Administrating a deceased loved one’s estate: some challenges

Besides the tax issues, there are various challenges that individuals will face if they are handling estate matters for a loved one in California who has died. First, a lot depends on who the executor is. If the loved one died intestate, the probate court will appoint an administrator. If there was a will, it most likely designates an executor. If there was a trust, it will have designated a trustee.

Those who do not feel that they need a professional executor may want to think twice, especially if there are unreasonable heirs to contend with. If a person does take on the role of executor, they must prepare for time-consuming work and for short deadlines.

Some important steps include obtaining the death certificate and updating any revocable trust that the loved one set up with his or her spouse. The relative administrating the estate may need to substitute themselves in the revocable trust as co-trustee. New grandchildren may need to be added as beneficiaries while others who were designated as beneficiaries might have to be removed because they died.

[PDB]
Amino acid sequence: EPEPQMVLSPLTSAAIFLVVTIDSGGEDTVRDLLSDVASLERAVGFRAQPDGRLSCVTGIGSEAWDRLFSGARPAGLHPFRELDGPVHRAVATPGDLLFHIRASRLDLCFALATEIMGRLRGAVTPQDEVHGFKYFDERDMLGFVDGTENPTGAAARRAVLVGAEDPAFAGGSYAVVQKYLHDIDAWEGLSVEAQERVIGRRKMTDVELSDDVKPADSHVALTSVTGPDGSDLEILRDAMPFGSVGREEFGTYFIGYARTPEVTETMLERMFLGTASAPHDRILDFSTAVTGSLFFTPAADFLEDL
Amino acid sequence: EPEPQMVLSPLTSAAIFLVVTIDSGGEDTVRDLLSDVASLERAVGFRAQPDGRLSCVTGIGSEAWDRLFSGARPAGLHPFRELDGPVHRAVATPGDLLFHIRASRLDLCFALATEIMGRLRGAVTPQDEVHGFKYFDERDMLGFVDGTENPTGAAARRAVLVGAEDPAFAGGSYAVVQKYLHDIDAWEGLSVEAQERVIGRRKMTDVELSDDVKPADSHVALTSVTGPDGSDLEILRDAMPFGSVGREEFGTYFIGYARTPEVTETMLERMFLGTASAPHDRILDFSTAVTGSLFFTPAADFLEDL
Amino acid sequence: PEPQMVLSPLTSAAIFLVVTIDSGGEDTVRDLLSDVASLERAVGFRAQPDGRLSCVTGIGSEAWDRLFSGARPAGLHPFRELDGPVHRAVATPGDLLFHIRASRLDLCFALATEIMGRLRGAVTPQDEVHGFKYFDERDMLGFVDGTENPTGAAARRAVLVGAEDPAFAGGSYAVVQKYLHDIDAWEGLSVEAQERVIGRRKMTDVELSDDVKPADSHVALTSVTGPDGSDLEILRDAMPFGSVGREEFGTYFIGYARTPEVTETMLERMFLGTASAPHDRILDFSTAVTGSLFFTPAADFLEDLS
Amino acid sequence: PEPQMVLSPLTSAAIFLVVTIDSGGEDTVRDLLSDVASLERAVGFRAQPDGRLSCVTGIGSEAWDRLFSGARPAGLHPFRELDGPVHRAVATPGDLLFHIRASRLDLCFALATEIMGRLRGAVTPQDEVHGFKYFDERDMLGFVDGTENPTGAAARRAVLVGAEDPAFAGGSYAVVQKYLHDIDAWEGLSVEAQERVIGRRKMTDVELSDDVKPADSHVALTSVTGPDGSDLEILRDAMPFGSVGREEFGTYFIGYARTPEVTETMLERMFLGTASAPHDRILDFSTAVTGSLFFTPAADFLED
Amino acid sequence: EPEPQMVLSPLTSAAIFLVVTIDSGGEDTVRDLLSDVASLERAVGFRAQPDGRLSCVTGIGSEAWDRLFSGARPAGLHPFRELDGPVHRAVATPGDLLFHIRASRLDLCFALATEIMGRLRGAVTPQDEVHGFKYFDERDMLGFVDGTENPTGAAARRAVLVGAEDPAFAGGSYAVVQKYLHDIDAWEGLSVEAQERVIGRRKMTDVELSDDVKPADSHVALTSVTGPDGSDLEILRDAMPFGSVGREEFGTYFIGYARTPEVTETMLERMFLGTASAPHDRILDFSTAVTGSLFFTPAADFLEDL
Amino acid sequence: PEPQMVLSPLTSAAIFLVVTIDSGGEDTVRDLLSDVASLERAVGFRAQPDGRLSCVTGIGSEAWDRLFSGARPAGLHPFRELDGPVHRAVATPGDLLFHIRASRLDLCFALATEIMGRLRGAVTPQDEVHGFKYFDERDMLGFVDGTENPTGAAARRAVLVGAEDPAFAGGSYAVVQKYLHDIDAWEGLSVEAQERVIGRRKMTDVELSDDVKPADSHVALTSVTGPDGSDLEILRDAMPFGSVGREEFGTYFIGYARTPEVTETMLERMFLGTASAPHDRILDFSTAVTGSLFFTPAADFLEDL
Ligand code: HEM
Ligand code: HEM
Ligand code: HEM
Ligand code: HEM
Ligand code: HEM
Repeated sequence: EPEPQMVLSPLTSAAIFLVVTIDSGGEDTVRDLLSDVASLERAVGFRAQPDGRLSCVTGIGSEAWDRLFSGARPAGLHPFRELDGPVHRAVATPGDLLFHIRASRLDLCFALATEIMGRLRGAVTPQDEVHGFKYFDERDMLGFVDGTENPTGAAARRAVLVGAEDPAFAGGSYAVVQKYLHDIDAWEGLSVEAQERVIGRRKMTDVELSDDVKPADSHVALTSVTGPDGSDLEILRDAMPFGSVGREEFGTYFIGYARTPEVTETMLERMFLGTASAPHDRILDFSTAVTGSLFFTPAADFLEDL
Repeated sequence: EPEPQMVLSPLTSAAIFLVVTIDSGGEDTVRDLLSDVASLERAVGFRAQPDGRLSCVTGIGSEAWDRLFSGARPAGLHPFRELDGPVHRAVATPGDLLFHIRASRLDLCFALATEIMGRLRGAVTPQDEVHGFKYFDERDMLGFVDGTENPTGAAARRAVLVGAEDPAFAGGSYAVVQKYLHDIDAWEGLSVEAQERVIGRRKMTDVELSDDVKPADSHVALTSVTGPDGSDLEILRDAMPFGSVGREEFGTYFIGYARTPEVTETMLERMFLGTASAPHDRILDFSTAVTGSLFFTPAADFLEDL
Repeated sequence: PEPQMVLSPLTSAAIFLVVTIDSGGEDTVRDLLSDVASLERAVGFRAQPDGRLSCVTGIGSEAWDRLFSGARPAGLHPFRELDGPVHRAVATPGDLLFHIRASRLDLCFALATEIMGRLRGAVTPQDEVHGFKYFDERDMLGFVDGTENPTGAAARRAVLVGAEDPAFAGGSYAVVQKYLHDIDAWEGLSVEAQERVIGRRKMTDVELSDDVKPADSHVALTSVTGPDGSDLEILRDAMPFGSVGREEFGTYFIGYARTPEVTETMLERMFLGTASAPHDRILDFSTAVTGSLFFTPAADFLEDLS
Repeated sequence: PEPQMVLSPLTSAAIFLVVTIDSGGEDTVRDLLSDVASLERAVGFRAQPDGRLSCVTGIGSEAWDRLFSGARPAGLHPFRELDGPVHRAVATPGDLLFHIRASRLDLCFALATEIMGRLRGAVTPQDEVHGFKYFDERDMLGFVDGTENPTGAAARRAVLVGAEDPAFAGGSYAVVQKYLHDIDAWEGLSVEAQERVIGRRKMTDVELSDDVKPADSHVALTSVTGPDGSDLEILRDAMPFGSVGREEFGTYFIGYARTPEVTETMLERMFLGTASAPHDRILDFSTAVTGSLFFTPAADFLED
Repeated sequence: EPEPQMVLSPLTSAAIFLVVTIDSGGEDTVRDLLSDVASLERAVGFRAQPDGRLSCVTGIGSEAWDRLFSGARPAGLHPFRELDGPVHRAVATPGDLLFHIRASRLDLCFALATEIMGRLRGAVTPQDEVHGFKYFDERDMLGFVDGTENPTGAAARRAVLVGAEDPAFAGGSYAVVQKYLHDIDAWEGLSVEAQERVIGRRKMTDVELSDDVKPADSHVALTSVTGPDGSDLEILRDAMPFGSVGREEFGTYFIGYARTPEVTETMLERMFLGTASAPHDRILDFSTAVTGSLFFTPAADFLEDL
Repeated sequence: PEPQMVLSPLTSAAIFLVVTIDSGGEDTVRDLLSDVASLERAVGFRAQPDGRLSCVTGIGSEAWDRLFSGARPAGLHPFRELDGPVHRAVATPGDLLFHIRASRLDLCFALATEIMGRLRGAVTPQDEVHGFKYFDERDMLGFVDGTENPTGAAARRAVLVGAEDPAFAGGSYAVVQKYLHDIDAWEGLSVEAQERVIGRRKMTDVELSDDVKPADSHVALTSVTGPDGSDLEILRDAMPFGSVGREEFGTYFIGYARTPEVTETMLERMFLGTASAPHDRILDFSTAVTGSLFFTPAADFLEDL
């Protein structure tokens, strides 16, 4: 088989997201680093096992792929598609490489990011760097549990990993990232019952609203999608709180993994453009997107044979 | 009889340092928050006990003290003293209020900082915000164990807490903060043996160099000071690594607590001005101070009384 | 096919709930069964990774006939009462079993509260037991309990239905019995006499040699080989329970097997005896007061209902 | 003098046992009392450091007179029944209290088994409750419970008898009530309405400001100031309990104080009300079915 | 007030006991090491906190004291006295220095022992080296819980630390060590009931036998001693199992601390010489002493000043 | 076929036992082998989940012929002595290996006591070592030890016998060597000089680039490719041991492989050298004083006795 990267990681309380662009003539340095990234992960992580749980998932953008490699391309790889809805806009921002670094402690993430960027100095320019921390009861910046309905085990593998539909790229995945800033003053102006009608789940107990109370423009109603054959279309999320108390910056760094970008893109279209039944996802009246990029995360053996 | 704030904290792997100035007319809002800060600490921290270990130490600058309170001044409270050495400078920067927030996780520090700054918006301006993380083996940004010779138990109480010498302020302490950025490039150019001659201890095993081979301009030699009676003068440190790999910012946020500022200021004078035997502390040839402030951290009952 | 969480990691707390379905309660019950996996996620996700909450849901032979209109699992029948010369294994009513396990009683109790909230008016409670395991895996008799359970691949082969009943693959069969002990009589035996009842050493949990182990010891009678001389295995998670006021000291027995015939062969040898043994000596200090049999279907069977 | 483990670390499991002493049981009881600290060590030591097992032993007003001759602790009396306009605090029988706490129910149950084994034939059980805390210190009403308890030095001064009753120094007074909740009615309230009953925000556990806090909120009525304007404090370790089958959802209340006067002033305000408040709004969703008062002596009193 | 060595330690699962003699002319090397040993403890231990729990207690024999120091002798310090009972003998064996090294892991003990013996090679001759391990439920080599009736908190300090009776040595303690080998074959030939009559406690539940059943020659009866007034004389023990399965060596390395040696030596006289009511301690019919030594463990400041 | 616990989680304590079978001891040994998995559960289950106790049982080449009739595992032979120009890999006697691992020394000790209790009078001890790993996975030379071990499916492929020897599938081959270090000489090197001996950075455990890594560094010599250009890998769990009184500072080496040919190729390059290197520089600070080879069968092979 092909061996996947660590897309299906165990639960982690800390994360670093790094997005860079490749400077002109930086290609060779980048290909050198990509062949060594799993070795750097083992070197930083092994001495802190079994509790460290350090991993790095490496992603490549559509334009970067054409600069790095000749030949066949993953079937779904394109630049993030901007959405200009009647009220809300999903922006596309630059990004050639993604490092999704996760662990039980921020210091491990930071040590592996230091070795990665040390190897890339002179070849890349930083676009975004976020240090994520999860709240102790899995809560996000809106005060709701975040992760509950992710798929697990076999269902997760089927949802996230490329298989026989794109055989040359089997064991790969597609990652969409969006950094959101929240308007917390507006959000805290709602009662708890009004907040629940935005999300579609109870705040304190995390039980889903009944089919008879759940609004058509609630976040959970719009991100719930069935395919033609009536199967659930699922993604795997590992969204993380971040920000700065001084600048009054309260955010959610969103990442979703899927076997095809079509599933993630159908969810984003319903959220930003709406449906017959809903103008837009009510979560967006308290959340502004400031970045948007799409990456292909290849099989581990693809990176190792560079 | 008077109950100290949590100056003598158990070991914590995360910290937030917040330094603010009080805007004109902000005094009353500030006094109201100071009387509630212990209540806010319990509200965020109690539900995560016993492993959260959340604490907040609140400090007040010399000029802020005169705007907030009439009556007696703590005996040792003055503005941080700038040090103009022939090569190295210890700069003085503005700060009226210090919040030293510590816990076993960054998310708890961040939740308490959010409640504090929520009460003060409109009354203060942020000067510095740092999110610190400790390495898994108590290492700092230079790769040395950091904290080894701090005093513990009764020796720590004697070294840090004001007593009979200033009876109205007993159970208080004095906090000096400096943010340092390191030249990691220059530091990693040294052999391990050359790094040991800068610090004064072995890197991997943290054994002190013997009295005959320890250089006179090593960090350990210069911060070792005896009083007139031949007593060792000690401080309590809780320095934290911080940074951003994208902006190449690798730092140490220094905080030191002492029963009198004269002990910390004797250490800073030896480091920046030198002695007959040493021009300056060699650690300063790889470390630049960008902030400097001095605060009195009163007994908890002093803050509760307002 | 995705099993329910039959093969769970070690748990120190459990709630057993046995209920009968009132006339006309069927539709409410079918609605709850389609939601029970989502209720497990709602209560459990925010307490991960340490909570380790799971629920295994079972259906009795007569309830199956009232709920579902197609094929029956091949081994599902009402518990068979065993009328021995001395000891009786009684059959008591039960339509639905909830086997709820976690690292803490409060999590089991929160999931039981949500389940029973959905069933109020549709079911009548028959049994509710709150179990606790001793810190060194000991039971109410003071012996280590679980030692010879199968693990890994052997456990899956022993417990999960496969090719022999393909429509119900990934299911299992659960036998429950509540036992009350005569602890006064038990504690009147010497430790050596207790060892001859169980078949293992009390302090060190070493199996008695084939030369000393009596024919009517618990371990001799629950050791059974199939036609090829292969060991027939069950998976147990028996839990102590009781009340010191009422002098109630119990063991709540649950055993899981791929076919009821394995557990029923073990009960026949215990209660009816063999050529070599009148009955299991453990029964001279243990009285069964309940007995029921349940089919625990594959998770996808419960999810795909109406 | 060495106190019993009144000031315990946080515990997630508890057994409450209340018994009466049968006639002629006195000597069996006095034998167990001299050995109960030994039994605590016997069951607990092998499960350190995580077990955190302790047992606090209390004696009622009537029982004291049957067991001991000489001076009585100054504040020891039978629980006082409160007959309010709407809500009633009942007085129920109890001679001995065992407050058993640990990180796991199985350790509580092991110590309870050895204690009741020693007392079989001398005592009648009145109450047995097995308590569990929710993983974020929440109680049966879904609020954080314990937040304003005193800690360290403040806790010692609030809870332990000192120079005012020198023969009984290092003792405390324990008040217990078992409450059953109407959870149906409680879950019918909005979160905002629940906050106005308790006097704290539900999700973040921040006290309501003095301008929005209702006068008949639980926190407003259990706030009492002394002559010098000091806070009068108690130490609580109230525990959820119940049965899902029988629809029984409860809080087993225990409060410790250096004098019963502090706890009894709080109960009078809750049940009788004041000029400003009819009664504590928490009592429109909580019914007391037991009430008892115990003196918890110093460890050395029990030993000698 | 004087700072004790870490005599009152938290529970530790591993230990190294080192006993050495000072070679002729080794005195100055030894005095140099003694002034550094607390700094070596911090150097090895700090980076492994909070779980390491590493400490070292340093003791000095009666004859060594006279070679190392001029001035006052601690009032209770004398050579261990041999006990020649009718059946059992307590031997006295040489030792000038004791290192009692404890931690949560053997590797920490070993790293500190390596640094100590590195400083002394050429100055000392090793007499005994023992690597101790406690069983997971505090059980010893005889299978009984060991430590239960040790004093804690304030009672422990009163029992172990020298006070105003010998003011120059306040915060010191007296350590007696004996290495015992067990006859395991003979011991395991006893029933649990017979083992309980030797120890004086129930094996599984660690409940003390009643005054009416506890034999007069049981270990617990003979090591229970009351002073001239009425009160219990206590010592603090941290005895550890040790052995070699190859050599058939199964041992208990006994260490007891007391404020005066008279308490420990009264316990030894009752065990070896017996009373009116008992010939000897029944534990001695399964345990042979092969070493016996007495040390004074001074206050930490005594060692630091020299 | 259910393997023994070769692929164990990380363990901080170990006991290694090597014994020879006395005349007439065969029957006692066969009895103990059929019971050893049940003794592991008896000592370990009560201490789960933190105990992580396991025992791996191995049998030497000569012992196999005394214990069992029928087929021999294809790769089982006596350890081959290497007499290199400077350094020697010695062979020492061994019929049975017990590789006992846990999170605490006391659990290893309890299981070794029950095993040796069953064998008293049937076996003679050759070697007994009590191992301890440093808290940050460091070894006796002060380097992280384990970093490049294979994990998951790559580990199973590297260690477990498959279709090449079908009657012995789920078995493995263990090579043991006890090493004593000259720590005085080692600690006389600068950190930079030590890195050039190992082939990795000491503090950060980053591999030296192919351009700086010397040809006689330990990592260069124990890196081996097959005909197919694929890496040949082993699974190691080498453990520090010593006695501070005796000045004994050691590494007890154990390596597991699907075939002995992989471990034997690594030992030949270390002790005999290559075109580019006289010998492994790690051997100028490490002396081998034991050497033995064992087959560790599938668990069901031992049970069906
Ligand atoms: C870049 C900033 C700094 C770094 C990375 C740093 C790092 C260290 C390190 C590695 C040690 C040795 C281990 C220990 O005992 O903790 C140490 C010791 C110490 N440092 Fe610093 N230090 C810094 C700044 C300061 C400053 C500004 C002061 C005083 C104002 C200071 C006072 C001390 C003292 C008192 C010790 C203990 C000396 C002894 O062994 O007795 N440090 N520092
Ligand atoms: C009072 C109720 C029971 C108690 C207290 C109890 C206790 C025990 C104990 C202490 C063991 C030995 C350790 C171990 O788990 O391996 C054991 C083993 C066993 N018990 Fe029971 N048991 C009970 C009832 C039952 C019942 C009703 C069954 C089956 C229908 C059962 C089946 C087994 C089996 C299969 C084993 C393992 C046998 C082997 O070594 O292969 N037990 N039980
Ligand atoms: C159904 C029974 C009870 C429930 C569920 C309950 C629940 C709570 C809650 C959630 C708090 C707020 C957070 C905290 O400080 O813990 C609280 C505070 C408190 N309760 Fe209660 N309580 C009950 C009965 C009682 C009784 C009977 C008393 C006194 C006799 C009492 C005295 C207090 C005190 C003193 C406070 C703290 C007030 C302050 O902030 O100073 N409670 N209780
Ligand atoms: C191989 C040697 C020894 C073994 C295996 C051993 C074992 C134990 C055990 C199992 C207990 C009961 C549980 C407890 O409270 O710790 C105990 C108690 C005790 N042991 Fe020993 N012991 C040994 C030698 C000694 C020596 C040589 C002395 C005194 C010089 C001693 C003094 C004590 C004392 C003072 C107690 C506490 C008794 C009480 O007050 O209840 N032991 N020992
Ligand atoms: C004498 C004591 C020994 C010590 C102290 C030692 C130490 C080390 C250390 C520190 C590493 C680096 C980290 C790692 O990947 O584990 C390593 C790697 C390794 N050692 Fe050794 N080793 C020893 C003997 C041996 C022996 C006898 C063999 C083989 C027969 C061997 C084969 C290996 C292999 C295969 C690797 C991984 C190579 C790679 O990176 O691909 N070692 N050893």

If the decedent was financially comfortable, then there’s the issue of selling a high-end home. Realtors may push a person to prepare it for an upcoming home-selling season. Belongings may need to be sold off and an estate liquidator hired.

The list of challenges can go on and on. This is why individuals may want to see an estate planning attorney and set up at least a simple will regardless of how old they are. Besides a simple will, one may also consider a power of attorney, which appoints someone to make decisions on their behalf regarding things like real estate and business transactions. An advance directive can lay out what one wishes for in terms of end-of-life care.